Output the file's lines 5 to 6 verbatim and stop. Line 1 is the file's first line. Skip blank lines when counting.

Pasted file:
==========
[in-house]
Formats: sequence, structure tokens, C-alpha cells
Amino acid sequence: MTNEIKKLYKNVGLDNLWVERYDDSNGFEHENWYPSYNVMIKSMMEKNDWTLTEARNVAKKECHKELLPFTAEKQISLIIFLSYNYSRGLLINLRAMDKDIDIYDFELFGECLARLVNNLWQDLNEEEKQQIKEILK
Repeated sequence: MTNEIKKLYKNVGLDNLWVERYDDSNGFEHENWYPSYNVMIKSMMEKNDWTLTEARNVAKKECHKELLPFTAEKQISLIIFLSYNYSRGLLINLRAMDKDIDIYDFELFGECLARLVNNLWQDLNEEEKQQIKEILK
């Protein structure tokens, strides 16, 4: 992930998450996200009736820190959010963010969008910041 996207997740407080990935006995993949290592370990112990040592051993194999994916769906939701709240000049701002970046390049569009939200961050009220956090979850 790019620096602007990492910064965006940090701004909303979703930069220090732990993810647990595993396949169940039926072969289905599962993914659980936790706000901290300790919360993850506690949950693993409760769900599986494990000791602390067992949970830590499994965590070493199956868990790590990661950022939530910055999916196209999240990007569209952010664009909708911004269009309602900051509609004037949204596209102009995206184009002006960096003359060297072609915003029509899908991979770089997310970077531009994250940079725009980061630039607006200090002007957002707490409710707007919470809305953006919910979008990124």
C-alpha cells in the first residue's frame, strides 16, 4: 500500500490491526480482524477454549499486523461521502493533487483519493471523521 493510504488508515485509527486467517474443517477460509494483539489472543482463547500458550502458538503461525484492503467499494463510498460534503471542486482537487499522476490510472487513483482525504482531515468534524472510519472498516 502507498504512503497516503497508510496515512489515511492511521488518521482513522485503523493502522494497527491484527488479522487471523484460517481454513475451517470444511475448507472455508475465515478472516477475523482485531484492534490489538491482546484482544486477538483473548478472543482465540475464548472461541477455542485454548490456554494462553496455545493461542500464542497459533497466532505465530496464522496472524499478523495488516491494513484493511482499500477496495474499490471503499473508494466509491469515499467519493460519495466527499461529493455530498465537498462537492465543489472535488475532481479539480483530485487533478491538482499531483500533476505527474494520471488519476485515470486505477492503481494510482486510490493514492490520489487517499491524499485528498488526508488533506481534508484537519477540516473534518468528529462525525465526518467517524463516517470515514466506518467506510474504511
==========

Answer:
């Protein structure tokens, strides 16, 4: 992930998450996200009736820190959010963010969008910041 996207997740407080990935006995993949290592370990112990040592051993194999994916769906939701709240000049701002970046390049569009939200961050009220956090979850 790019620096602007990492910064965006940090701004909303979703930069220090732990993810647990595993396949169940039926072969289905599962993914659980936790706000901290300790919360993850506690949950693993409760769900599986494990000791602390067992949970830590499994965590070493199956868990790590990661950022939530910055999916196209999240990007569209952010664009909708911004269009309602900051509609004037949204596209102009995206184009002006960096003359060297072609915003029509899908991979770089997310970077531009994250940079725009980061630039607006200090002007957002707490409710707007919470809305953006919910979008990124």
C-alpha cells in the first residue's frame, strides 16, 4: 500500500490491526480482524477454549499486523461521502493533487483519493471523521 493510504488508515485509527486467517474443517477460509494483539489472543482463547500458550502458538503461525484492503467499494463510498460534503471542486482537487499522476490510472487513483482525504482531515468534524472510519472498516 502507498504512503497516503497508510496515512489515511492511521488518521482513522485503523493502522494497527491484527488479522487471523484460517481454513475451517470444511475448507472455508475465515478472516477475523482485531484492534490489538491482546484482544486477538483473548478472543482465540475464548472461541477455542485454548490456554494462553496455545493461542500464542497459533497466532505465530496464522496472524499478523495488516491494513484493511482499500477496495474499490471503499473508494466509491469515499467519493460519495466527499461529493455530498465537498462537492465543489472535488475532481479539480483530485487533478491538482499531483500533476505527474494520471488519476485515470486505477492503481494510482486510490493514492490520489487517499491524499485528498488526508488533506481534508484537519477540516473534518468528529462525525465526518467517524463516517470515514466506518467506510474504511